With $60m in hand, Gamida looks to build out cell therapy infrastructure

Gamida Cell will initiate a BLA submission for lead cell therapy omidubicel later this year and grow inhouse manufacturing capabilities to support production of cancer candidate GDA-201.

Israeli cell therapy company Gamida Cell raised $60 million (€55 million) last week through a public share offering. The money will be used to support the approval application and manufacturing capabilities of its cell therapy products, the firm said on an investor call last week.

Lead candidate omidubicel – formerly known as NiCord – is a hematopoietic stem cell transplantation (HSCT), or bone marrow transplant, which recently met its primary endpoint in a Phase III study.

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“We have focused on working towards initiating a BLA submission on a rolling basis in the fourth quarter of this year, which will position us for a potential launch in the second half of 2021,” Gamida CEO Julian Adams said on the call. “We are also advancing key activities to bring omidubicel to patients following potential FDA approval.”

The firm has been using Lonza to produce clinical material of omidubicel, with the contract development and manufacturing organization (CDMO) constructing dedicated suites at its site in Geleen, The Netherlands to support the candidate’s progression towards commercialization last year, but Adams said Gamida is also expanding its own production capabilities.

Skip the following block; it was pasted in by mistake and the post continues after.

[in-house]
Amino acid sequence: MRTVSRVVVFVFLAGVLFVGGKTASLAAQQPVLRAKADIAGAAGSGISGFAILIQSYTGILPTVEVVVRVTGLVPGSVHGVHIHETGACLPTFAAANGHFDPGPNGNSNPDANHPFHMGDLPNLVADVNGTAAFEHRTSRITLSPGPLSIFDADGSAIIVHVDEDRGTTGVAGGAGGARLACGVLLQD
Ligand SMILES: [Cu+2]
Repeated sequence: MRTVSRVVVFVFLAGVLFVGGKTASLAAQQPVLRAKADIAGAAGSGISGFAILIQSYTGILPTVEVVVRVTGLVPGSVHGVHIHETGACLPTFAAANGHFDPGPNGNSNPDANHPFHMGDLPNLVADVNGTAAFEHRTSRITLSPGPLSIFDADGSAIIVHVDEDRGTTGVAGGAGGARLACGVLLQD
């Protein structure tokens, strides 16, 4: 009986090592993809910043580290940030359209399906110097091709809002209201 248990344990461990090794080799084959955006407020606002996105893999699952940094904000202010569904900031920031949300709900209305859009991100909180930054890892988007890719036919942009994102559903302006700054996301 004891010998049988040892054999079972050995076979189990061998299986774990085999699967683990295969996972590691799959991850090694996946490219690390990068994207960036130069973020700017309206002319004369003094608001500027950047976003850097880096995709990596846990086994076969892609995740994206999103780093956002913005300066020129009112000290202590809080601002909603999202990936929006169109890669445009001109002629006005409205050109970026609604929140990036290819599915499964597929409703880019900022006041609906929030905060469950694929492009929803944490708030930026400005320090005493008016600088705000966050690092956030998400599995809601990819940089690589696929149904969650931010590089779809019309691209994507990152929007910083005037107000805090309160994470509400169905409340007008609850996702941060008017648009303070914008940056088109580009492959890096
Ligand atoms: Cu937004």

“Work is ongoing to build out our manufacturing infrastructure both as Lonza and at our own facility to help ensure sufficient and reliable commercial supply. We are also working to develop comprehensive hospital services and patient assistance programs designed to seamlessly bring omidubicel to patients.”

Gamida is also actively recruiting for medical affairs talent and reps to support a launch, now the financing has closed. “It was dependent on the successful financing, so that we would have the wherewithal to continue to build out all of the infrastructure both for medical affairs, commercial and manufacturing.”

GDA-201

Gamida’s second candidate is GDA-201, an investigational, natural killer (NK) cell-based cancer immunotherapy in Phase I development in patients with non-Hodgkin lymphoma (NHL) and multiple myeloma.

“It’s based on the platform that brought us the omidubicel program and a lot of experience knowledge and relationships that we’ve made are ones that we’re leveraging for development of GDA-201,” Gamida’s chief medical officer Ronit Simantov told stakeholders. “We continue to develop that program with development of cryopreserved products in our laboratories, and we will intend to bring that to a clinical study of company sponsored multi-center studies for patients next year.”

But while Gamida will rely somewhat on Lonza for omidubicel, for GDA-201 the firm wants to manufacture fully inhouse.

“We are undertaking to manufacture the NK GDA-201 product in our own facilities,” said Adams, “and the key advantage now that we’ve learned how to cryopreserve and recover NK activity is to turn that into a GMP process. So, there’s still some process development going on, but we’re quite confident that we will achieve [this].”

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